Shure SM57 mic in front of the amp
#32
Quote by alans056
well good for you, but I know they are the same. I know a ton of youtube reviews and forums that could testify.


Yeah, not to sound like everyone's ganging up on you, but they're different beasts all together.
Just because they're under the same marketing line or whatever, it doesn't make them similar.

That's like saying that the Fender Highway One Tele is the same as the Highway One Strat just with different amounts of wood.

Just because they're marketed together, doesn't mean they have to be similar.

And people like the Strokes use HRD because they like 'em!
There is definitely a different sound from a higher watt amp being cranked and a lower one.
For one, the Blues Jr doesn't have any real headroom at that size at all! (like home pracctice and maybe if you miced it at like a coffee shop gig or something you probably would), so you won't get a nice cranked tone without it breaking up too much.

But with a higher watt amp like the HRD you can crank it, get "that" cranked tone, while still having some cleanliness and clarity.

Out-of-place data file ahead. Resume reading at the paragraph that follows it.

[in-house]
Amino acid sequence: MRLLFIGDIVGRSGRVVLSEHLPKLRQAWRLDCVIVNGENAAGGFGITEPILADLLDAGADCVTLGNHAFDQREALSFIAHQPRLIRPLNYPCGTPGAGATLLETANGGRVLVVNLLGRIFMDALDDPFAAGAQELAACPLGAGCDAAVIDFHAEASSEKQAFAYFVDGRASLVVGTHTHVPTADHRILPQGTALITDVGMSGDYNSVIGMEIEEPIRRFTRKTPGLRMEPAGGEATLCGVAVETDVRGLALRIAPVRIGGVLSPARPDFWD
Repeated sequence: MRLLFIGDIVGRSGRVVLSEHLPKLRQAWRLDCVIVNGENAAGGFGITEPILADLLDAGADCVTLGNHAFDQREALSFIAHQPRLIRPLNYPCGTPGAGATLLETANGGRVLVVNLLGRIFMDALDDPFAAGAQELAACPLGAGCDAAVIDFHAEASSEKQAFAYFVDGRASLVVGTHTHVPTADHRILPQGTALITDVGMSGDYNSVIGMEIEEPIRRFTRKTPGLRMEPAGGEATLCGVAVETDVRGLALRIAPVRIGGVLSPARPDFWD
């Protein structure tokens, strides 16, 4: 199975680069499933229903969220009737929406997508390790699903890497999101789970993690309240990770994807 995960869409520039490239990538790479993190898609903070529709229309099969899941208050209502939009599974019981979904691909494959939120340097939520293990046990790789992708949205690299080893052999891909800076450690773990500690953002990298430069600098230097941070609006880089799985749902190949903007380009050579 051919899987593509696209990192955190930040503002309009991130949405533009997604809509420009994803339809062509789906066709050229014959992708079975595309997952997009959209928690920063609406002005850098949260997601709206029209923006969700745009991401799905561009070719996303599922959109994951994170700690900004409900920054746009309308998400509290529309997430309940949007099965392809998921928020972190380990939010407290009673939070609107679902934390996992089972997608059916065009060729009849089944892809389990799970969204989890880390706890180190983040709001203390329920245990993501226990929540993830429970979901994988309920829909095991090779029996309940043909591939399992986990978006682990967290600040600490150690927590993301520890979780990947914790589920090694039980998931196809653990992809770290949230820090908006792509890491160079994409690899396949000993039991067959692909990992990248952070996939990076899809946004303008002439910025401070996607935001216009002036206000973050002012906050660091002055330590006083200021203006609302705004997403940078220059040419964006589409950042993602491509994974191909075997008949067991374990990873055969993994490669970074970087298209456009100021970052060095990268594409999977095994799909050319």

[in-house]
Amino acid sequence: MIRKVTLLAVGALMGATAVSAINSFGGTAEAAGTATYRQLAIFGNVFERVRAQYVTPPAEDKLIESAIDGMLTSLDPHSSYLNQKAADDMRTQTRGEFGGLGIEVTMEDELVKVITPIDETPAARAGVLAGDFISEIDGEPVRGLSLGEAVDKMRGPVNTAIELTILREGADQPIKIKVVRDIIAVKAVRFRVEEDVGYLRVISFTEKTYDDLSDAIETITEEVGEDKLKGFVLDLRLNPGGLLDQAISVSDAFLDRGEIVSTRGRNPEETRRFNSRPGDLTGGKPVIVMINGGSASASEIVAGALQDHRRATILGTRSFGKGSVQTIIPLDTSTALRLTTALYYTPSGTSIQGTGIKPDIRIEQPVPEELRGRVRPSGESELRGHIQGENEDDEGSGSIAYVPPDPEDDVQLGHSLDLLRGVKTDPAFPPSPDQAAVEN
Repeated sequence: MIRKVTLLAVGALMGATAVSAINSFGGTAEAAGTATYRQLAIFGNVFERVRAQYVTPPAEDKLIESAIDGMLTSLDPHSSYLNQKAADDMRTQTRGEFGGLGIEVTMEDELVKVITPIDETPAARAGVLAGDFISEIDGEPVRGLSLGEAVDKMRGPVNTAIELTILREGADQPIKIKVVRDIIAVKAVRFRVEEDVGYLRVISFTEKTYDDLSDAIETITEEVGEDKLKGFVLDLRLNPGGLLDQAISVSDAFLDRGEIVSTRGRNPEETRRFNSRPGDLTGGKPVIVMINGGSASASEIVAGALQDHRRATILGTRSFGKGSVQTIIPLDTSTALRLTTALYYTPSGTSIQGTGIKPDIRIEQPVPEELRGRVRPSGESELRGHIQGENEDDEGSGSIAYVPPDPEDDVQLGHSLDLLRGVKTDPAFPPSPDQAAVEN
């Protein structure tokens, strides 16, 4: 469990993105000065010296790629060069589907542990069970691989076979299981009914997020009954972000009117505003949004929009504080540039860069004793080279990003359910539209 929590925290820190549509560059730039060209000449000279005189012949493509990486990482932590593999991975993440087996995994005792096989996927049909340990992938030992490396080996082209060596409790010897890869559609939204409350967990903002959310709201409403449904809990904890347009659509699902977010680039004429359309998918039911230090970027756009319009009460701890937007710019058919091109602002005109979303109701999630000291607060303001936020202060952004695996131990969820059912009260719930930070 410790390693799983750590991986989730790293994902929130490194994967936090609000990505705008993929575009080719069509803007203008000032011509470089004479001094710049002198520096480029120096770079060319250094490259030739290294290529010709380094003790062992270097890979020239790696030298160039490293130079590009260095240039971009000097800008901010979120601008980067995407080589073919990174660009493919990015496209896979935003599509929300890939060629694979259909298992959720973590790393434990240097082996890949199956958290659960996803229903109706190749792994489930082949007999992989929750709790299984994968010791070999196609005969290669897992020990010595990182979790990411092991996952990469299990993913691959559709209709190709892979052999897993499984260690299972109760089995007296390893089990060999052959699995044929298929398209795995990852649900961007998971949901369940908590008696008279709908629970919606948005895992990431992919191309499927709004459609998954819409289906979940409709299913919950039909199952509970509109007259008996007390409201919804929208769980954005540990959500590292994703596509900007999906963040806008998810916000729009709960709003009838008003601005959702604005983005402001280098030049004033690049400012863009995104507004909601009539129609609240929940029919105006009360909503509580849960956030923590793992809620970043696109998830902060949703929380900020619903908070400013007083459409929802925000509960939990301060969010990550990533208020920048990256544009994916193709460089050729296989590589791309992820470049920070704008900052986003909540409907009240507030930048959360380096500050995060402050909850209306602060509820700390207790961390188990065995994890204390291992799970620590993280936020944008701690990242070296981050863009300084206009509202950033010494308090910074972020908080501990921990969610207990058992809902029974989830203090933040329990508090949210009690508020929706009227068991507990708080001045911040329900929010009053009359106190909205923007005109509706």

#34
Because small amps sound small and that might not be what they're going for.

You won't get the same sonic footprint out of a 5W or even 30W amp as you will out of a 100W, even if the tonestacks are the same.
Everyone is entitled to an opinion.

Feel free to express yours so I can make an informed judgement about how stupid you are.
#35
Quote by alans056
Hmm no. They are the same amp exept the Blues Jr is 15w so quieter. They are the same family of amps, Jr, Deluxe and Deville.


A lot of bands. The Strokes, Franz Ferdinand...


Being in the same family =/= Same amps.

You wouldn't use a small amp if it didn't give you the tone you wanted, simple as that. The only time you'll ever really see >/=15W amps being used are small local bands, backing bands for acoustic players or as a thickening up for a different.